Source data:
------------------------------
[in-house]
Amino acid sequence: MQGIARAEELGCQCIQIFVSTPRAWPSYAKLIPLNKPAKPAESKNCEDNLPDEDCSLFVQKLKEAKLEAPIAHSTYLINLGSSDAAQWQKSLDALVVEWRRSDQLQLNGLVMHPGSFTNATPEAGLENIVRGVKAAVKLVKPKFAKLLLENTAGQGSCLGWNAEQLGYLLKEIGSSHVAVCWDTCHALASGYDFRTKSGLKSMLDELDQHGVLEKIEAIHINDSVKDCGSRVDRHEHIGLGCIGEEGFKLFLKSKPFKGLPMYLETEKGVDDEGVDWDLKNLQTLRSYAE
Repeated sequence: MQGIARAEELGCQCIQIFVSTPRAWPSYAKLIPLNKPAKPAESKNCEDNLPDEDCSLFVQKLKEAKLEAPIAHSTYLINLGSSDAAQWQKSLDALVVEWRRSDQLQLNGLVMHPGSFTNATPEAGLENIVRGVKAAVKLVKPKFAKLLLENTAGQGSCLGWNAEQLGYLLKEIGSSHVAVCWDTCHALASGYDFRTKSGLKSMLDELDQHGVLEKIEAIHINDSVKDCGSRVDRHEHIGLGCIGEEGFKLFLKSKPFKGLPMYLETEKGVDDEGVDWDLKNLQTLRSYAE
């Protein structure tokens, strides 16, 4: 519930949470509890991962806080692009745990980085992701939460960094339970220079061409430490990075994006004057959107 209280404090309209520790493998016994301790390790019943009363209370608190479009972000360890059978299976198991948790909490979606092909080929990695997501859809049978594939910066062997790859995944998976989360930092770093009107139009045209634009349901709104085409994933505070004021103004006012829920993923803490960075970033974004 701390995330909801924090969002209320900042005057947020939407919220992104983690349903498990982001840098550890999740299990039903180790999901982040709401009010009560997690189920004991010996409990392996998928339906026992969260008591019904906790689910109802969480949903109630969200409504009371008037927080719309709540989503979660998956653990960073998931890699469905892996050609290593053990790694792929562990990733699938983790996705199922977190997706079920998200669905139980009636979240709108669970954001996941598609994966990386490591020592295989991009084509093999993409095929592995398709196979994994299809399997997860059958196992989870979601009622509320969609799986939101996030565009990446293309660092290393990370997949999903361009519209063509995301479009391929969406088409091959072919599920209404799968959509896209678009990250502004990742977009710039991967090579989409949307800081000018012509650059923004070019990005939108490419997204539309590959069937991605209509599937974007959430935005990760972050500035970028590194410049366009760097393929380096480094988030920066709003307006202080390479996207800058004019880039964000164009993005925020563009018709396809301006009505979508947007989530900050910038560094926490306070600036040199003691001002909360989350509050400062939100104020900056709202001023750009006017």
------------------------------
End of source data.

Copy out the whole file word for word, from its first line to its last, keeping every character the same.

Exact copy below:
[in-house]
Amino acid sequence: MQGIARAEELGCQCIQIFVSTPRAWPSYAKLIPLNKPAKPAESKNCEDNLPDEDCSLFVQKLKEAKLEAPIAHSTYLINLGSSDAAQWQKSLDALVVEWRRSDQLQLNGLVMHPGSFTNATPEAGLENIVRGVKAAVKLVKPKFAKLLLENTAGQGSCLGWNAEQLGYLLKEIGSSHVAVCWDTCHALASGYDFRTKSGLKSMLDELDQHGVLEKIEAIHINDSVKDCGSRVDRHEHIGLGCIGEEGFKLFLKSKPFKGLPMYLETEKGVDDEGVDWDLKNLQTLRSYAE
Repeated sequence: MQGIARAEELGCQCIQIFVSTPRAWPSYAKLIPLNKPAKPAESKNCEDNLPDEDCSLFVQKLKEAKLEAPIAHSTYLINLGSSDAAQWQKSLDALVVEWRRSDQLQLNGLVMHPGSFTNATPEAGLENIVRGVKAAVKLVKPKFAKLLLENTAGQGSCLGWNAEQLGYLLKEIGSSHVAVCWDTCHALASGYDFRTKSGLKSMLDELDQHGVLEKIEAIHINDSVKDCGSRVDRHEHIGLGCIGEEGFKLFLKSKPFKGLPMYLETEKGVDDEGVDWDLKNLQTLRSYAE
């Protein structure tokens, strides 16, 4: 519930949470509890991962806080692009745990980085992701939460960094339970220079061409430490990075994006004057959107 209280404090309209520790493998016994301790390790019943009363209370608190479009972000360890059978299976198991948790909490979606092909080929990695997501859809049978594939910066062997790859995944998976989360930092770093009107139009045209634009349901709104085409994933505070004021103004006012829920993923803490960075970033974004 701390995330909801924090969002209320900042005057947020939407919220992104983690349903498990982001840098550890999740299990039903180790999901982040709401009010009560997690189920004991010996409990392996998928339906026992969260008591019904906790689910109802969480949903109630969200409504009371008037927080719309709540989503979660998956653990960073998931890699469905892996050609290593053990790694792929562990990733699938983790996705199922977190997706079920998200669905139980009636979240709108669970954001996941598609994966990386490591020592295989991009084509093999993409095929592995398709196979994994299809399997997860059958196992989870979601009622509320969609799986939101996030565009990446293309660092290393990370997949999903361009519209063509995301479009391929969406088409091959072919599920209404799968959509896209678009990250502004990742977009710039991967090579989409949307800081000018012509650059923004070019990005939108490419997204539309590959069937991605209509599937974007959430935005990760972050500035970028590194410049366009760097393929380096480094988030920066709003307006202080390479996207800058004019880039964000164009993005925020563009018709396809301006009505979508947007989530900050910038560094926490306070600036040199003691001002909360989350509050400062939100104020900056709202001023750009006017």